Speaking of Managing Development, their farewell gift to me when I left the company in summer 1997 was a voucher for a champagne balloon flight for two. In July this year, we finally took the plunge (if that's the right expression), and spent an indescribably lovely couple of hours drifting over the Sussex countryside on a serene evening. It's an experience we'd recommend to anybody - certainly gives you a whole new perspective on the world.
Hasn't this woman finished rattling on yet? you may be asking yourself. Well - no. In the last three weeks we've performed a concert (Chimes) and the Blithe Spirit play reading (mentioned above); rehearsed for two more (a Chimes concert later this week, and the Coward/Novello show for January); Cassie has pranged her car, bought another one, and been to Spain.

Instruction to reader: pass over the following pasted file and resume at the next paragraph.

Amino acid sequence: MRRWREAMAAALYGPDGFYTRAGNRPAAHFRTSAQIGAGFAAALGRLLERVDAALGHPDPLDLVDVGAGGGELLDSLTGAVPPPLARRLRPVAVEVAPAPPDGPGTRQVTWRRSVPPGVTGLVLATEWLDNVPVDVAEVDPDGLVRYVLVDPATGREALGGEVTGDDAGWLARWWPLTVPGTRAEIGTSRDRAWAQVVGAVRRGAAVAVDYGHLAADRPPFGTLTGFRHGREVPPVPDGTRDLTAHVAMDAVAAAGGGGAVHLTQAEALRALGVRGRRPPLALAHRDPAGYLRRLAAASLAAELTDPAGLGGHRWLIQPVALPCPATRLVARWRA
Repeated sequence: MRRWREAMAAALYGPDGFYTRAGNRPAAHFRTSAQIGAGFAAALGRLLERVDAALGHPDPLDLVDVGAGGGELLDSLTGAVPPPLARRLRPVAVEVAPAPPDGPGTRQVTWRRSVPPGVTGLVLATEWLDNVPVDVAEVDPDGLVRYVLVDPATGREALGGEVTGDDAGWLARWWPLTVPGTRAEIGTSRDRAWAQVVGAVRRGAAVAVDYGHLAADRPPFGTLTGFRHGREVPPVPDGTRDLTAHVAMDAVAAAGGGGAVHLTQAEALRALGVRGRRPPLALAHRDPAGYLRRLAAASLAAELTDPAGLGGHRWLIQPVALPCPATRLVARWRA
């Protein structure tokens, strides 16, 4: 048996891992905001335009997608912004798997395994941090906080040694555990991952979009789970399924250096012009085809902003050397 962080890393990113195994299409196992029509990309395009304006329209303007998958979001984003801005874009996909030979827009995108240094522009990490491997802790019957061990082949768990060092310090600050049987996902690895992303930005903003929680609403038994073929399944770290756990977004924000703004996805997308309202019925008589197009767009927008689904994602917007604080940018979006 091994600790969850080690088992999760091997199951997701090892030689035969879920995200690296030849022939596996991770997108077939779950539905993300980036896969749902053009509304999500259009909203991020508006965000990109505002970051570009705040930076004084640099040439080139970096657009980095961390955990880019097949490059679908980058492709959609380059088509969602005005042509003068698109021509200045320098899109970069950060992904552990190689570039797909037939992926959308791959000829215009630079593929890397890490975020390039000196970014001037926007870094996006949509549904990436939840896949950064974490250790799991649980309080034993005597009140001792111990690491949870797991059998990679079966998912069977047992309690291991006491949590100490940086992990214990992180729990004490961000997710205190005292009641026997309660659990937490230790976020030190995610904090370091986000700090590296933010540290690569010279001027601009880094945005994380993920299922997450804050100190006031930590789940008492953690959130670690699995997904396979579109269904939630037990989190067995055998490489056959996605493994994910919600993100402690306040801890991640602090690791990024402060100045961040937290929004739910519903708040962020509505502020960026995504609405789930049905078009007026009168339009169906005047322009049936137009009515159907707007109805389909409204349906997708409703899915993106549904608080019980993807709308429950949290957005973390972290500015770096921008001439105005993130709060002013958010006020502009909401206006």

Okay, I'll explain. Let's take Spain first. As you may remember, sister Jenny fell in love with an English lad who was helping to run his mum's bar, just up the road to our mum's brother's villa are you with me so far? Well, Jenny gave birth to Jack just a month ago. Our mum decided to go over to Spain to spend Christmas and New Year with Jenny, and to give her some practical grandmotherly assistance. What she didn't know was that I'd planned to go out with her, on the same flight, without telling either her or Jenny - but enlisting the help of various members of the family with my conspiracy. Fortunately, all went as planned, and my mum's face when she saw me walking down the aisle of the plane would have been worthy of You've Been Framed - as would Jenny's likewise when we got to Malaga airport. I left East Croydon station at 06:17 on Saturday, was collected from Hackbridge station at 17:35 on Monday - and I'm typing this at 22:25 the same evening!! Whilst in Spain, I was dressed as for a warm late Spring day, sitting on the patio in my dressing-gown for breakfast, eating tangerines picked from the garden, and supping lager on sunny hotel balconies you didn't really want to know all that, did you?